The Other Side of the Wheel

Chapter Three: The Merchant's Guard

Rayan eased the axe in his belt and scanned the road ahead as he rode. An odd feeling had come over him suddenly, the back of his neck prickling as though responding to danger. The road was clear, though, with only a solitary walker ahead of him and the wagon. Almost unnaturally peaceful; of course, there was little crime this close to Tar Valon.

He resisted the impulse to spit.

"Should we not rest the horses, young man?" The wagon driver, a white-haired old merchant whose name he had forgotten almost as soon as he had heard it, was looking doubtfully at him. "Will they not be tired in this heat?"

It was no more than pleasantly warm and they could have ridden for miles farther, but Rayan shrugged assent. It was easier than arguing. Dismounting, he untied the wagon horse and led the pair over to a nearby brook to drink. He glanced up with interest as the walker ahead hesitated, then turned back toward them. A young woman, red hair gleaming in the sun.

"Excuse me?" Her voice was light and slightly breathy, but that might be from walking. "May I ride with you to the next town? It's a long way on foot."

The merchant frowned. "Well, I don't - "

"Please? I can pay."

"I suppose so, then," the old man allowed, taking her coins. He waved a hand at the seat beside him. "Climb up. Mind, I'm only going as far as Allenda."

"That's fine." She started to lift her pack to the wagon, but Rayan took it from her. It was easy enough for him to heft, though it must have been a fair weight for her. He looked at her curious ly, and realised with surprise that their eyes were on a level. He was not a short man, but she was very nearly as tall as he was.

"You came from Tar Valon?"

She gave him a startled, wide-eyed look. "No!" Then, as if realising how odd her reaction was, "No. I went on past. Aes Sedai - well, they make me nervous."

Rayan snorted. "Aes Sedai make everyone nervous." He lifted the pack on to the wagon and offered a hand to help her up. "Are you visiting someone in Allenda?"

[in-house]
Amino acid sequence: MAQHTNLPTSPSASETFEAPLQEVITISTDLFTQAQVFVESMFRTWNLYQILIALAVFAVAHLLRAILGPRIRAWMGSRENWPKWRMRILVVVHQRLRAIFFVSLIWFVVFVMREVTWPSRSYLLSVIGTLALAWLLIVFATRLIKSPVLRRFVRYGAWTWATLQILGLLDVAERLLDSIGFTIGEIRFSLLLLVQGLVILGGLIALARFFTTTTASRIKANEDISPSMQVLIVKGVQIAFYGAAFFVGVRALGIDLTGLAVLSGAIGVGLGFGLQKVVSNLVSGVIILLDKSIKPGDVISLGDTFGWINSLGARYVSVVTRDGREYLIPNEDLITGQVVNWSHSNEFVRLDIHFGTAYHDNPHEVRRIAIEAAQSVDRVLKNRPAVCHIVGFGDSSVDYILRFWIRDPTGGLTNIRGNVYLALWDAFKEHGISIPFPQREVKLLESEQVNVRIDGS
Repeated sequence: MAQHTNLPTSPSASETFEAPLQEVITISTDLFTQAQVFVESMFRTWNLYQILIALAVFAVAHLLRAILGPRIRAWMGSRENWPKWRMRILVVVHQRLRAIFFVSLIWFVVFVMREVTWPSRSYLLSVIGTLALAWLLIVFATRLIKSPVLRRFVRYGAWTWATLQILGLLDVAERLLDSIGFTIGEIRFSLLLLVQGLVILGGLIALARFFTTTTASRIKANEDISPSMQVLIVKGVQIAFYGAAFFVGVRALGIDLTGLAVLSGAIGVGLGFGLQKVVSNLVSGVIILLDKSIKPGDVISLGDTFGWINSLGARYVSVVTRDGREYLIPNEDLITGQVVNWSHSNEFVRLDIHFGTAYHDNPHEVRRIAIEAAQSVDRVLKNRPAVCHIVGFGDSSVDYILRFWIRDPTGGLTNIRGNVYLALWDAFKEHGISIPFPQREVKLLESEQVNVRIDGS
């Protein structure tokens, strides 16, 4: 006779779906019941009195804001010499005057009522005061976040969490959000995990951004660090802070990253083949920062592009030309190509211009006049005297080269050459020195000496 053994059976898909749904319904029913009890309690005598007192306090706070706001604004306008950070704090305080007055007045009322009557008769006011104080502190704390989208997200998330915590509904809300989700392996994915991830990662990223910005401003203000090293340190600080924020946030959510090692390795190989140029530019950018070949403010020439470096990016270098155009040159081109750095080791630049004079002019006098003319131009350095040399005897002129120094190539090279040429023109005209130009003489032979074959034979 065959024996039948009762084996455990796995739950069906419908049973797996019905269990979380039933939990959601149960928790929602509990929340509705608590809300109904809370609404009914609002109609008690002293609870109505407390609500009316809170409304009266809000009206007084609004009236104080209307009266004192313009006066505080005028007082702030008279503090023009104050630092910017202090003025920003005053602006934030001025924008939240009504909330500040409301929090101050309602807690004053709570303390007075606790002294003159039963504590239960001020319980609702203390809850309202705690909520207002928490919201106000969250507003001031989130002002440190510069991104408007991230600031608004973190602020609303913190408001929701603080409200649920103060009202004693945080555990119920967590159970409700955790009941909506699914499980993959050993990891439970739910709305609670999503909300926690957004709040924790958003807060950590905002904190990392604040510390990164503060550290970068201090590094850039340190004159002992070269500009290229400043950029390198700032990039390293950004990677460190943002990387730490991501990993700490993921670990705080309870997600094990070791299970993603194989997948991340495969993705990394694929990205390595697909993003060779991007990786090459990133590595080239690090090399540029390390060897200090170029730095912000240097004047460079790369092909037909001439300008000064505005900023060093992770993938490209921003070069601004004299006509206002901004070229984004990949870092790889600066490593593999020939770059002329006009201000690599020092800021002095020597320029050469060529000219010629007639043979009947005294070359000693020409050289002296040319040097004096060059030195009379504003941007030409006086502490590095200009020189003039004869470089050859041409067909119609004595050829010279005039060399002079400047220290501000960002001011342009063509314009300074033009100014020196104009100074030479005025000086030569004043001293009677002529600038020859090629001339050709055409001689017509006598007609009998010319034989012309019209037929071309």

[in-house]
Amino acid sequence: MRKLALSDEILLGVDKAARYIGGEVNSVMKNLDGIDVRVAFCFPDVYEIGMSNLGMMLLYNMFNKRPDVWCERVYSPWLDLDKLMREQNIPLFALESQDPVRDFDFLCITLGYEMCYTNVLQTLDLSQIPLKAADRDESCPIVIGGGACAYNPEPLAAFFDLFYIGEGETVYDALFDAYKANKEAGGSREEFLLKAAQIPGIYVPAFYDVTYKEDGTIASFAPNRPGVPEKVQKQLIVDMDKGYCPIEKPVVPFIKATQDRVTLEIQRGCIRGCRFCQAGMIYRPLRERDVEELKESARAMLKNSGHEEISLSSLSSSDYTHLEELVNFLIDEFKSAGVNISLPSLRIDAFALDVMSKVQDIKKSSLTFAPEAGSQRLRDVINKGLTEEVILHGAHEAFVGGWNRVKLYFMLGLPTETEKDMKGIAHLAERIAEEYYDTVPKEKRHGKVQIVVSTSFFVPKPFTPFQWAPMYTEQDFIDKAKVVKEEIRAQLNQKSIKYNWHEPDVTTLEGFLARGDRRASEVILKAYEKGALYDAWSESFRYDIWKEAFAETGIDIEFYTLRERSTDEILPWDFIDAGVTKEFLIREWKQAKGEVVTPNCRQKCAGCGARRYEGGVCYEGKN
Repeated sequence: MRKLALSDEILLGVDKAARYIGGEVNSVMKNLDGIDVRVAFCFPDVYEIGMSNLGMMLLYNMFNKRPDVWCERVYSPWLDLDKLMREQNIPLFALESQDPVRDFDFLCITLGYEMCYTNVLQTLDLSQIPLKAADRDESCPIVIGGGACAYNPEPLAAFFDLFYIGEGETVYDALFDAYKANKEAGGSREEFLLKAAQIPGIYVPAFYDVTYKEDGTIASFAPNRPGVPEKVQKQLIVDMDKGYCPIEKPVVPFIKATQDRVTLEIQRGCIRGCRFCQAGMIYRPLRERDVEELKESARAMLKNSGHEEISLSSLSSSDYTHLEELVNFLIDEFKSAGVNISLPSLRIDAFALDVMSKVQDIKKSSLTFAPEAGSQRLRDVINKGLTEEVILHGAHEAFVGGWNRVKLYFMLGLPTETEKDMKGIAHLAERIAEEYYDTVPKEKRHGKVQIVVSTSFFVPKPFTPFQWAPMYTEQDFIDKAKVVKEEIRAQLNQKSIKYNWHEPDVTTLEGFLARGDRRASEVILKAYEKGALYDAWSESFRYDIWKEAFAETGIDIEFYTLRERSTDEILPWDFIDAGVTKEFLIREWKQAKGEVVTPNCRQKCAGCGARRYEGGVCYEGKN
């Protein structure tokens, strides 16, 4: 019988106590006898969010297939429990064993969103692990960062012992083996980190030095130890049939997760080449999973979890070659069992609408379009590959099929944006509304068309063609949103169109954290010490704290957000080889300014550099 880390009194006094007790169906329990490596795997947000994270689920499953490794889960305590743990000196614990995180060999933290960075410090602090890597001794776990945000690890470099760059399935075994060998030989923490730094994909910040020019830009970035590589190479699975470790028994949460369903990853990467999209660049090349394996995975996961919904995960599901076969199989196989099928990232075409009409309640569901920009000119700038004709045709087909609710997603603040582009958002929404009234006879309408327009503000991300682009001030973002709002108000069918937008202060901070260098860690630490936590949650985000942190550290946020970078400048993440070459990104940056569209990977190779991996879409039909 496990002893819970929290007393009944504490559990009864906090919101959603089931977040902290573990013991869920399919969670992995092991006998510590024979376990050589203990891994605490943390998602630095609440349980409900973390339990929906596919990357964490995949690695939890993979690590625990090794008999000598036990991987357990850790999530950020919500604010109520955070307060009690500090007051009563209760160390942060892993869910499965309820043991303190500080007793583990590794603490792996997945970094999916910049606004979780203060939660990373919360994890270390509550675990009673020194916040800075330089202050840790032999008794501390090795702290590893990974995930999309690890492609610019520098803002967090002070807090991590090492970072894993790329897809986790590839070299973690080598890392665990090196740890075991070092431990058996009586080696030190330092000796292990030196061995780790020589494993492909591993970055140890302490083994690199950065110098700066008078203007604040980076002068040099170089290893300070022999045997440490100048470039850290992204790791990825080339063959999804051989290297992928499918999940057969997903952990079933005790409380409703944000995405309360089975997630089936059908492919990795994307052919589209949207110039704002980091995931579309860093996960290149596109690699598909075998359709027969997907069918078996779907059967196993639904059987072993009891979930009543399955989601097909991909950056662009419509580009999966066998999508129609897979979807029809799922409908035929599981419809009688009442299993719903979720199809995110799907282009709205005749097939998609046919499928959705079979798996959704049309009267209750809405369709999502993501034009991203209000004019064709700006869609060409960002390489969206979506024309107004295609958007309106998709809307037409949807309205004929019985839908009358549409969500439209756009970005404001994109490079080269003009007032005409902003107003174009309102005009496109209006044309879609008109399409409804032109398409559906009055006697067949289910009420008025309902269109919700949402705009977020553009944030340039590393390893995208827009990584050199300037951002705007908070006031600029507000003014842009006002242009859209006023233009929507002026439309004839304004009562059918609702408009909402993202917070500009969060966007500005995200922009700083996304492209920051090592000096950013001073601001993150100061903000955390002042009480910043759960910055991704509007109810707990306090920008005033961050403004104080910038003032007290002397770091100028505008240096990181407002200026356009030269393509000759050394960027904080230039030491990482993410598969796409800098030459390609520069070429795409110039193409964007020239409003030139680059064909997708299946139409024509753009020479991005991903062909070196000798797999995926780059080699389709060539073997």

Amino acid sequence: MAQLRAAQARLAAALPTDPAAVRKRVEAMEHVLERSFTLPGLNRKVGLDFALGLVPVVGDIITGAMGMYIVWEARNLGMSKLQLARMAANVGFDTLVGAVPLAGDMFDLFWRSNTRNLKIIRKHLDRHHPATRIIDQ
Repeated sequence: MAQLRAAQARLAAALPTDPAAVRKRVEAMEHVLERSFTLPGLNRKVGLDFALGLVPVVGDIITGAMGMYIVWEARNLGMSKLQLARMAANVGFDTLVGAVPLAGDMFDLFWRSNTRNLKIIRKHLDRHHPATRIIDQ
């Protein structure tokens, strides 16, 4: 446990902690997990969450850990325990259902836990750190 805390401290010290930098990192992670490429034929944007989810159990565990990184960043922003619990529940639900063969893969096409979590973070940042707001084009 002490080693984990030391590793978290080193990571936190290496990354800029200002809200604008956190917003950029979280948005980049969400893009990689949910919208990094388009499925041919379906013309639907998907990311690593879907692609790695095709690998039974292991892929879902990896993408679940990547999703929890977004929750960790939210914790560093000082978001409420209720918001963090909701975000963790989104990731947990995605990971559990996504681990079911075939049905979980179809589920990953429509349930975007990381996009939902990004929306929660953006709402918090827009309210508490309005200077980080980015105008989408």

"I - no. A little further on. I have family nearby." She scrambled up to the wagon seat by the driver, cutting short the conversation.

As they continued along the road, Rayan's thoughts were on the girl. That last statement had been a lie, he was sure of it. She wasn't visiting anyone, and she didn't seem to be very sure of where she was heading. That didn't fit. Boys that young might go off seeking adventure, but girls seldom did. And no one out to see the world would miss Tar Valon, whatever they'd heard about the One Power. A girl out on her own afraid at the mention of Tar Valon...

His hands clenched into fists. It all fit together. Ah, may the Light forgive and preserve me, he thought, glancing at the red-haired girl again. And her. It's Maira all over again.

He turned it over in his mind as he rode, but had found no other conclusion by the end of the day, when the old wagon rattled through the gates of Allenda. As the merchant paid him his fee, he watched the girl discreetly. She was standing by the side of the street, looking around. It was clear she had nowhere to go.

Light, I shouldn't get mixed up in this. But he found himself walking slowly in her direction. He rehearsed lines. There's an inn two streets down. If you don't have coin for a room, I can lend you some. Help her without getting involved. Keep it simple. She turned to look at him, curious and a little wary.


"You can channel, can't you?"